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Ethics and Text Recycling

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2015 ASEE Annual Conference & Exposition


Seattle, Washington

Publication Date

June 14, 2015

Start Date

June 14, 2015

End Date

June 17, 2015





Conference Session

Engineering Ethics Division Technical Session 2

Tagged Division

Engineering Ethics

Page Count


Page Numbers

26.683.1 - 26.683.13



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Paper Authors


Marilyn A. Dyrud Oregon Institute of Technology

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Marilyn Dyrud is a full professor in the Communication Department at Oregon Institute of Technology and regularly teaches classes in business and technical writing, public speaking, rhetoric, and ethics; she is part of the faculty team for the Civil Engineering Department’s integrated senior project.

She is active in ASEE as a regular presenter, moderator, and paper reviewer; she has also served as her campus’ representative for 17 years, as chair of the Pacific Northwest Section, and as section newsletter editor. She was named an ASEE Fellow in 2008. Currently, she is on two division boards, Engineering Technology and Engineering Ethics, and has served as Zone IV chair. In 2010, she received the McGraw Award, and in 2013, the Berger Award.

In addition to ASEE, Marilyn is active in the Association for Practical and Professional Ethics as proceedings editor and the Association for Business Communication, serving on the editorial boards of two journals and editing a teaching section for ABC’s pedagogical journal.

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Ethics and Text RecyclingRecently, as I was working on a proceedings for a professional conference, I read a veryinteresting paper but there was one catch: the authors had already published it in a differentvenue. Although there were some minor cosmetic changes, it was essentially the same paper. Iraised the issue to the editors, and, after a few emails, we decided to contact the authorsindicating that we could not publish the piece unless it were thoroughly revised. Given the topic,this would be a challenge. We have not, to date, heard from the authors.Many of us who serve professional journals in a review or editorial capacity have probablydiscovered similar papers. In academia, the pressure to publish is high, and sometimes authorstake short-cuts by including blocks of information from their other published works. Whilebuilding upon prior work is a time-honored tradition, can the same be said about using the exactverbiage?This paper will examine the issue of “self-plagiarism,” or, perhaps more accurately, recyclingold text. Specifically, the paper will focus on the following:• Definitions• Common trends and policies• Cases• Ethical considerations• Advice for reviewers and editorsWhile flat-out plagiarism is a usually clear and obvious, the same is not true of authors who copyfrom themselves. Since this practice affects the area of scholarly publishing, it is worthexamining, particularly for ethical import.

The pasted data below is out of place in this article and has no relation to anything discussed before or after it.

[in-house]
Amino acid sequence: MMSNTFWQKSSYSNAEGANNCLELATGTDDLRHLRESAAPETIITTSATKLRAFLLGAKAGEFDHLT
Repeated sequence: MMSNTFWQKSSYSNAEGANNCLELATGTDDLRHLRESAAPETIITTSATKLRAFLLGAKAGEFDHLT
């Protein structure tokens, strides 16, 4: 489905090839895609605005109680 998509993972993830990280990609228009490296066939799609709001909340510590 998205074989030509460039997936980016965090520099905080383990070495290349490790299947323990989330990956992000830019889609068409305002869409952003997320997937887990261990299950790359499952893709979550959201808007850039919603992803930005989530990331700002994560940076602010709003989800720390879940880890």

Dyrud, M. A. (2015, June), Ethics and Text Recycling Paper presented at 2015 ASEE Annual Conference & Exposition, Seattle, Washington. 10.18260/p.24020

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